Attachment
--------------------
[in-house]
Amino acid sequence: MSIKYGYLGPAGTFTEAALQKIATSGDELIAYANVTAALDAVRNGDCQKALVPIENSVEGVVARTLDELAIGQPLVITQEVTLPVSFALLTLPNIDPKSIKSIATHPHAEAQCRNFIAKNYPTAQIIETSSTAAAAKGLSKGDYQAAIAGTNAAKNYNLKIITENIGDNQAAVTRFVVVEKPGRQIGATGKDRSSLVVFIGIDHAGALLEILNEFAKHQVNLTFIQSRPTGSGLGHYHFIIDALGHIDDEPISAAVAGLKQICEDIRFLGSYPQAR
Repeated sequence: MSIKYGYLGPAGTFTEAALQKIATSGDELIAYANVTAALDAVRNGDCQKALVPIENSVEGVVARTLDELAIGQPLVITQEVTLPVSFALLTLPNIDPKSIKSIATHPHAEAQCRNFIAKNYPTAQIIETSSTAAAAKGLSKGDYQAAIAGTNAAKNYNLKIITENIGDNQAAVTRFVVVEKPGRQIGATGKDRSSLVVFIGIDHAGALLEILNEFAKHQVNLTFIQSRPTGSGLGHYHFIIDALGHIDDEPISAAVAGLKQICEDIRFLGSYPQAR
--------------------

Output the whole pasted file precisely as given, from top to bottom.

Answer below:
[in-house]
Amino acid sequence: MSIKYGYLGPAGTFTEAALQKIATSGDELIAYANVTAALDAVRNGDCQKALVPIENSVEGVVARTLDELAIGQPLVITQEVTLPVSFALLTLPNIDPKSIKSIATHPHAEAQCRNFIAKNYPTAQIIETSSTAAAAKGLSKGDYQAAIAGTNAAKNYNLKIITENIGDNQAAVTRFVVVEKPGRQIGATGKDRSSLVVFIGIDHAGALLEILNEFAKHQVNLTFIQSRPTGSGLGHYHFIIDALGHIDDEPISAAVAGLKQICEDIRFLGSYPQAR
Repeated sequence: MSIKYGYLGPAGTFTEAALQKIATSGDELIAYANVTAALDAVRNGDCQKALVPIENSVEGVVARTLDELAIGQPLVITQEVTLPVSFALLTLPNIDPKSIKSIATHPHAEAQCRNFIAKNYPTAQIIETSSTAAAAKGLSKGDYQAAIAGTNAAKNYNLKIITENIGDNQAAVTRFVVVEKPGRQIGATGKDRSSLVVFIGIDHAGALLEILNEFAKHQVNLTFIQSRPTGSGLGHYHFIIDALGHIDDEPISAAVAGLKQICEDIRFLGSYPQAR